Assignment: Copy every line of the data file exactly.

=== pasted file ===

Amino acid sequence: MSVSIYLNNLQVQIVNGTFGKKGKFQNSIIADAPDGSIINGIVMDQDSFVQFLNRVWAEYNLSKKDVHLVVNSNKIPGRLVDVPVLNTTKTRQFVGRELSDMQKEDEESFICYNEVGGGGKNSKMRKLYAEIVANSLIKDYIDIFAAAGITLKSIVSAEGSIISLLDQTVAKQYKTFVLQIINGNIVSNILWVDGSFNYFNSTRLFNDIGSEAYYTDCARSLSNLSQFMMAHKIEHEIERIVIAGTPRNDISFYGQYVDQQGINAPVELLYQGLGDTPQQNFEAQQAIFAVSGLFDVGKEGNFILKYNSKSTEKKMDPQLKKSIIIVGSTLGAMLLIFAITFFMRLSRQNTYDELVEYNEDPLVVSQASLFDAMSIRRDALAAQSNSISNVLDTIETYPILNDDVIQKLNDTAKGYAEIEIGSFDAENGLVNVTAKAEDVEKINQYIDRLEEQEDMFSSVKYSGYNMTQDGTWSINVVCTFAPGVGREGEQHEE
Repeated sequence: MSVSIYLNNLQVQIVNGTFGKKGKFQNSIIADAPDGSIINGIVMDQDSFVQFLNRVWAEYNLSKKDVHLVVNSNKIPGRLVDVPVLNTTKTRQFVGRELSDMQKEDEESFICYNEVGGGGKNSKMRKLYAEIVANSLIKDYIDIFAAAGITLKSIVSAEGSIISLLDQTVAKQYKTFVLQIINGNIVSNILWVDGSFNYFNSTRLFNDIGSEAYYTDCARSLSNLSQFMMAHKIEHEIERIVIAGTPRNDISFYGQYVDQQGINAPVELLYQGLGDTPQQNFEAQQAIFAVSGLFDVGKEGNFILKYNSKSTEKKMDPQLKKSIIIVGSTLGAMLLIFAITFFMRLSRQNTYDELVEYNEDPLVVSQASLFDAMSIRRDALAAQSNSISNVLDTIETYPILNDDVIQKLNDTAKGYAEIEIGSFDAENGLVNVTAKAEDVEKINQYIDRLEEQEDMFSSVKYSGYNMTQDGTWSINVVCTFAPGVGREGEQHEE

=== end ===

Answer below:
Amino acid sequence: MSVSIYLNNLQVQIVNGTFGKKGKFQNSIIADAPDGSIINGIVMDQDSFVQFLNRVWAEYNLSKKDVHLVVNSNKIPGRLVDVPVLNTTKTRQFVGRELSDMQKEDEESFICYNEVGGGGKNSKMRKLYAEIVANSLIKDYIDIFAAAGITLKSIVSAEGSIISLLDQTVAKQYKTFVLQIINGNIVSNILWVDGSFNYFNSTRLFNDIGSEAYYTDCARSLSNLSQFMMAHKIEHEIERIVIAGTPRNDISFYGQYVDQQGINAPVELLYQGLGDTPQQNFEAQQAIFAVSGLFDVGKEGNFILKYNSKSTEKKMDPQLKKSIIIVGSTLGAMLLIFAITFFMRLSRQNTYDELVEYNEDPLVVSQASLFDAMSIRRDALAAQSNSISNVLDTIETYPILNDDVIQKLNDTAKGYAEIEIGSFDAENGLVNVTAKAEDVEKINQYIDRLEEQEDMFSSVKYSGYNMTQDGTWSINVVCTFAPGVGREGEQHEE
Repeated sequence: MSVSIYLNNLQVQIVNGTFGKKGKFQNSIIADAPDGSIINGIVMDQDSFVQFLNRVWAEYNLSKKDVHLVVNSNKIPGRLVDVPVLNTTKTRQFVGRELSDMQKEDEESFICYNEVGGGGKNSKMRKLYAEIVANSLIKDYIDIFAAAGITLKSIVSAEGSIISLLDQTVAKQYKTFVLQIINGNIVSNILWVDGSFNYFNSTRLFNDIGSEAYYTDCARSLSNLSQFMMAHKIEHEIERIVIAGTPRNDISFYGQYVDQQGINAPVELLYQGLGDTPQQNFEAQQAIFAVSGLFDVGKEGNFILKYNSKSTEKKMDPQLKKSIIIVGSTLGAMLLIFAITFFMRLSRQNTYDELVEYNEDPLVVSQASLFDAMSIRRDALAAQSNSISNVLDTIETYPILNDDVIQKLNDTAKGYAEIEIGSFDAENGLVNVTAKAEDVEKINQYIDRLEEQEDMFSSVKYSGYNMTQDGTWSINVVCTFAPGVGREGEQHEE